In 2011, Amy Waldman’s debut novel The Submission, made its way onto numerous “best” lists. Esquire Magazine named it the book of the year, and NPR called it one of the year’s top ten. Since then, The Submission has been part of many communities’ reading programs, and is now the Kalamazoo Public Library’s Reading Together selection.
The Submission is about an entry into a competition, and it is also about submission in just about every other sense of the word. The competition is to pick a designer for a memorial in New York, just two years after a catastrophic terrorist attack. Long-time journalist Amy Waldman wrote the novel after 9-11.
“Well, originally I felt it meant submission to the competition and also Islam, meaning submission to God, in that sense," Waldman says. "That was the play on words that interested me in the beginning, but then as I kept working on the book, I realized the book is about submission in a way, I mean, when you succumb to the pressures you are under, or what’s an individual’s relationship to the group, or tribe, or religion, or country they are part of and do you submit to the expectations of that particular group. So, submission just seemed to resonate again and again through the book.”
Waldman says writing fiction was a real departure from her former work, as co-chief of the New York Times South Asia Bureau. She knew she wanted to write a book about events connected to the 9-11 attacks.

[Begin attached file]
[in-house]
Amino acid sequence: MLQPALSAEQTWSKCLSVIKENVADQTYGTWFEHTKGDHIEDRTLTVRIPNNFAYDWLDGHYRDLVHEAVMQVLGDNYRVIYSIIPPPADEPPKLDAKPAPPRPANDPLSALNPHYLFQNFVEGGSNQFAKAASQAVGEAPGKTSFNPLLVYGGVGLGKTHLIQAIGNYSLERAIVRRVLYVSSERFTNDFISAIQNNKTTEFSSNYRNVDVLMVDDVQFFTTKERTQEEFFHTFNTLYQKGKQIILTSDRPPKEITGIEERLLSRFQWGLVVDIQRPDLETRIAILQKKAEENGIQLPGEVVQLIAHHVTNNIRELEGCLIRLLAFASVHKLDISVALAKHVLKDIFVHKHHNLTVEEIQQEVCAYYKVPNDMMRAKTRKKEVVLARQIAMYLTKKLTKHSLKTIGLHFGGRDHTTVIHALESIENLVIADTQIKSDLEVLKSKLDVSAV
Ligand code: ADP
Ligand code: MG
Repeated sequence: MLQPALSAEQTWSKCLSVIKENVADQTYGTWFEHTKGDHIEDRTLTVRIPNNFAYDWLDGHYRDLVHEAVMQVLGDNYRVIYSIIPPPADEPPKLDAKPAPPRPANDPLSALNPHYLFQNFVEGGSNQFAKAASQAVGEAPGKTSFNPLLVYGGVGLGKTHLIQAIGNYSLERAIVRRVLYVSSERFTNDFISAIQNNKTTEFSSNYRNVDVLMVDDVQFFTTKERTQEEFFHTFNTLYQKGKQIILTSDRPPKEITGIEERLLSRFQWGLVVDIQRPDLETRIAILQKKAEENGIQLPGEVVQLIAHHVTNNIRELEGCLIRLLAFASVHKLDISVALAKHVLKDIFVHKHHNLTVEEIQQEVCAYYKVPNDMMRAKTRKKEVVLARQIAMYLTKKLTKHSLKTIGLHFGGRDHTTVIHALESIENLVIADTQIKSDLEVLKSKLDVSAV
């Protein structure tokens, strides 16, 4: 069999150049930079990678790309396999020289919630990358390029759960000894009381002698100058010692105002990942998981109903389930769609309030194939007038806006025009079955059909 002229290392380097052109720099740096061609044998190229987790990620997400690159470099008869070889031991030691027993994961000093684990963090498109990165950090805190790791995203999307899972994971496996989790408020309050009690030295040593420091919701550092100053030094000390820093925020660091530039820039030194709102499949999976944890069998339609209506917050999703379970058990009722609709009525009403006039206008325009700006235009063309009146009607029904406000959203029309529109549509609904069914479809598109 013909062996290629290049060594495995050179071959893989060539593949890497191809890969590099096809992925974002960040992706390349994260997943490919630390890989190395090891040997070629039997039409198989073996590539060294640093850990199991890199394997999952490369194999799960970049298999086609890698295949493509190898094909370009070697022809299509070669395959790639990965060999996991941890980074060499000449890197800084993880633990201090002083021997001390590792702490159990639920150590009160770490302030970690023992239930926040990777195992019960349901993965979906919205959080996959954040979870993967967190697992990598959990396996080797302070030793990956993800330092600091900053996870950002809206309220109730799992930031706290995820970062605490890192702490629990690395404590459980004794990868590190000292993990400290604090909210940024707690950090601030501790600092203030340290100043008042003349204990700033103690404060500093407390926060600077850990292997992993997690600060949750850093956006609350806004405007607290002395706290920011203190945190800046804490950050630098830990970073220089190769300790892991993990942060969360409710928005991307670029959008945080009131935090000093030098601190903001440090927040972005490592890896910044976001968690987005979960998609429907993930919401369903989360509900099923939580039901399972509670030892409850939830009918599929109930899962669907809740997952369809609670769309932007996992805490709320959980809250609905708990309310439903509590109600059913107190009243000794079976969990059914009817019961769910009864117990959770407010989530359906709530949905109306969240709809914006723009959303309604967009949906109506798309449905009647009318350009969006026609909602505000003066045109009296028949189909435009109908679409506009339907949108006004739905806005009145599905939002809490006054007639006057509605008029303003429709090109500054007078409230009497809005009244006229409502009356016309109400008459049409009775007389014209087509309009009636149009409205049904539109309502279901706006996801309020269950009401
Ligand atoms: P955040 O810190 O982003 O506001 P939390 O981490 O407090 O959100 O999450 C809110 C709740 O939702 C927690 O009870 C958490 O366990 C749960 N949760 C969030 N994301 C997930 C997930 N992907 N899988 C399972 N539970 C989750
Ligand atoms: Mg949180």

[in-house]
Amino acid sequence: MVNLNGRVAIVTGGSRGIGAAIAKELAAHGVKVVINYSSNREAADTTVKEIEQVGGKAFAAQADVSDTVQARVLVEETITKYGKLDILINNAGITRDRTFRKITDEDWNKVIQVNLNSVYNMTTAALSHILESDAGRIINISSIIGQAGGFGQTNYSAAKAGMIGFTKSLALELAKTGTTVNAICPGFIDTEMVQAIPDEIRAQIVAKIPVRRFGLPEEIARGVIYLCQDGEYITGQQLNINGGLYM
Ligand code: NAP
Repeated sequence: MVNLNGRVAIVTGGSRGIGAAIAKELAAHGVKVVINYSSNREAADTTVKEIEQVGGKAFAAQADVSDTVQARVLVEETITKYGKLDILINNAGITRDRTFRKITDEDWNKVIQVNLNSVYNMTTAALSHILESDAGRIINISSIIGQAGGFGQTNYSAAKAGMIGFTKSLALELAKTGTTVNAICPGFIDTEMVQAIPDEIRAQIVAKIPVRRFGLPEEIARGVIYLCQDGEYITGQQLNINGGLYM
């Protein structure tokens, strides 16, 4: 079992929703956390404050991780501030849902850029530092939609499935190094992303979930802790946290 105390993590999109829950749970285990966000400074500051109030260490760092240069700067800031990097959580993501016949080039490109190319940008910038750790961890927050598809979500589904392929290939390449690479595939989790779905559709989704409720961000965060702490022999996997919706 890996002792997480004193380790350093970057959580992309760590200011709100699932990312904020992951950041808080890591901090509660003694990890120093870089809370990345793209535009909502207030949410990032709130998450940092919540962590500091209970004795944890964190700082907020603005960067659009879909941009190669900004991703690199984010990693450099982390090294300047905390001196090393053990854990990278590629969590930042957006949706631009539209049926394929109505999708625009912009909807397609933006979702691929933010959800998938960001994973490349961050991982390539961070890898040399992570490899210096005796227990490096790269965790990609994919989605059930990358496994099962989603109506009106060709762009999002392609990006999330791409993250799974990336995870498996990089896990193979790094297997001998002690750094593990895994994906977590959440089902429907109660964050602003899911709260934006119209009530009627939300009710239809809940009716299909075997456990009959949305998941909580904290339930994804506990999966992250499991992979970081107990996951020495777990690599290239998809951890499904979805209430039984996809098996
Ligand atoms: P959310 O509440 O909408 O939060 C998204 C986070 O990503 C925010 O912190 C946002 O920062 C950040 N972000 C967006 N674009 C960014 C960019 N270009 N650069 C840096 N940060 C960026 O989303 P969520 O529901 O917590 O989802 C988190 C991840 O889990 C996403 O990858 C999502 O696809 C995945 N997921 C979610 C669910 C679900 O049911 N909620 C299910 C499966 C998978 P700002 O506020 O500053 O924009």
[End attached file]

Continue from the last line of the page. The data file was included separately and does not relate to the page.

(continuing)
“You know, there were definitely issues and ideas that were interesting to me that probably prompted the idea in the first place. But, once I entered into it, it really was about the story and the characters and making that feel real," she says. "I wanted, as much as possible, to write a page-turner, where people wanted to keep reading.”
People have been reading her book since it came out, and discussing it. Waldman says the book’s popularity has been a real turning point in her life as a writer.
“It was a pleasant surprise to have people read it and respond to it," she says. "I think the biggest life change was giving me both the freedom and confidence to continue pursuing fiction writing, because once I started doing it I fell in love with it and that’s what I want to keep doing.”
Waldman is currently writing her second novel. She says writing The Submission was something she needed to do to try and make sense of a changing world.
“You, know, people often want to know what I think about all these issues, Islam and post-911 America, and my answer to that is that I don’t have simple answers, and that’s probably why I wrote the novel," says Waldman. "Because I think a novel and fiction is perfect for questions that don’t have easy answers, and that place of confusion is where I’ve been for the past many years, so to me, fiction is an ideal form for that.”
Author Amy Waldman will read from and discuss her book Tuesday at 7 p.m. in the Kalamazoo Central High School Auditorium. The Submission is the Kalamazoo Public Library’s 2013 Reading Together book selection.